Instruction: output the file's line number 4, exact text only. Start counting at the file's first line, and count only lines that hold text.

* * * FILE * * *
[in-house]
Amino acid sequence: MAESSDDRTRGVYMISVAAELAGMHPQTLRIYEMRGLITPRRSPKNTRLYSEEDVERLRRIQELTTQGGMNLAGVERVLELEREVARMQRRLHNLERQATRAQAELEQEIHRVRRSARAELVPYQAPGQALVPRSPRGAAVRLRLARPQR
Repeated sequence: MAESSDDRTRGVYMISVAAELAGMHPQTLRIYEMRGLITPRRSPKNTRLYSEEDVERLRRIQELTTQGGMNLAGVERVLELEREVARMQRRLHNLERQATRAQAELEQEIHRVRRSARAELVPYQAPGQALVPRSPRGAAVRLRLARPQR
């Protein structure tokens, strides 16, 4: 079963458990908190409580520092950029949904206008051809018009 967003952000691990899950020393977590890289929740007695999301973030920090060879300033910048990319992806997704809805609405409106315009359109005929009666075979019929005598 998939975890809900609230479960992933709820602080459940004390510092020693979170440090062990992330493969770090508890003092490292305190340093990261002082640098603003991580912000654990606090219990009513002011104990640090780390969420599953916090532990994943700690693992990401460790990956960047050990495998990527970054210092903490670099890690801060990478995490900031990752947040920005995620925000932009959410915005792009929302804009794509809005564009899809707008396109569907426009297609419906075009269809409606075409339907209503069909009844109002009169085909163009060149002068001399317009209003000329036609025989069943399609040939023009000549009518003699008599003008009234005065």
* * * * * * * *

């Protein structure tokens, strides 16, 4: 079963458990908190409580520092950029949904206008051809018009 967003952000691990899950020393977590890289929740007695999301973030920090060879300033910048990319992806997704809805609405409106315009359109005929009666075979019929005598 998939975890809900609230479960992933709820602080459940004390510092020693979170440090062990992330493969770090508890003092490292305190340093990261002082640098603003991580912000654990606090219990009513002011104990640090780390969420599953916090532990994943700690693992990401460790990956960047050990495998990527970054210092903490670099890690801060990478995490900031990752947040920005995620925000932009959410915005792009929302804009794509809005564009899809707008396109569907426009297609419906075009269809409606075409339907209503069909009844109002009169085909163009060149002068001399317009209003000329036609025989069943399609040939023009000549009518003699008599003008009234005065």